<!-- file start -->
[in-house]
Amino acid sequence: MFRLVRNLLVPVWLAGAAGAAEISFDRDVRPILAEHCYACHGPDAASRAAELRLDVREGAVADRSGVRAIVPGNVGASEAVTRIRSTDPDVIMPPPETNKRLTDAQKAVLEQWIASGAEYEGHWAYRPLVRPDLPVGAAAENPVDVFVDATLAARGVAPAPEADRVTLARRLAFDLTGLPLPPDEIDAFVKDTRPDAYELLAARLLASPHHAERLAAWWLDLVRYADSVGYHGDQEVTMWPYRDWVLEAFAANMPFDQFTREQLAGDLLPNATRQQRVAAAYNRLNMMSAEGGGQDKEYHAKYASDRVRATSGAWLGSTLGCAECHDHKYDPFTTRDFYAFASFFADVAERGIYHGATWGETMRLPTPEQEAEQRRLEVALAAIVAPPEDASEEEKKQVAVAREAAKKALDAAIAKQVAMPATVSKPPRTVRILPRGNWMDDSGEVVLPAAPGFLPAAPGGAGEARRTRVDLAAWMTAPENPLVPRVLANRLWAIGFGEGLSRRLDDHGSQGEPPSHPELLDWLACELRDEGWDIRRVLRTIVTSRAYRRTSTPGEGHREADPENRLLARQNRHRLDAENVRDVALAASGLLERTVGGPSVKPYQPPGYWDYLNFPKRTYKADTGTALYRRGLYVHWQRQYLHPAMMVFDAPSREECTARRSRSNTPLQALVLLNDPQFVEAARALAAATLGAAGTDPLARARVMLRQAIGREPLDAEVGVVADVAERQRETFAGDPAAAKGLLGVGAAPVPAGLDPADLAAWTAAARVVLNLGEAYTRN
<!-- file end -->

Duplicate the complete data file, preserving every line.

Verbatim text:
[in-house]
Amino acid sequence: MFRLVRNLLVPVWLAGAAGAAEISFDRDVRPILAEHCYACHGPDAASRAAELRLDVREGAVADRSGVRAIVPGNVGASEAVTRIRSTDPDVIMPPPETNKRLTDAQKAVLEQWIASGAEYEGHWAYRPLVRPDLPVGAAAENPVDVFVDATLAARGVAPAPEADRVTLARRLAFDLTGLPLPPDEIDAFVKDTRPDAYELLAARLLASPHHAERLAAWWLDLVRYADSVGYHGDQEVTMWPYRDWVLEAFAANMPFDQFTREQLAGDLLPNATRQQRVAAAYNRLNMMSAEGGGQDKEYHAKYASDRVRATSGAWLGSTLGCAECHDHKYDPFTTRDFYAFASFFADVAERGIYHGATWGETMRLPTPEQEAEQRRLEVALAAIVAPPEDASEEEKKQVAVAREAAKKALDAAIAKQVAMPATVSKPPRTVRILPRGNWMDDSGEVVLPAAPGFLPAAPGGAGEARRTRVDLAAWMTAPENPLVPRVLANRLWAIGFGEGLSRRLDDHGSQGEPPSHPELLDWLACELRDEGWDIRRVLRTIVTSRAYRRTSTPGEGHREADPENRLLARQNRHRLDAENVRDVALAASGLLERTVGGPSVKPYQPPGYWDYLNFPKRTYKADTGTALYRRGLYVHWQRQYLHPAMMVFDAPSREECTARRSRSNTPLQALVLLNDPQFVEAARALAAATLGAAGTDPLARARVMLRQAIGREPLDAEVGVVADVAERQRETFAGDPAAAKGLLGVGAAPVPAGLDPADLAAWTAAARVVLNLGEAYTRN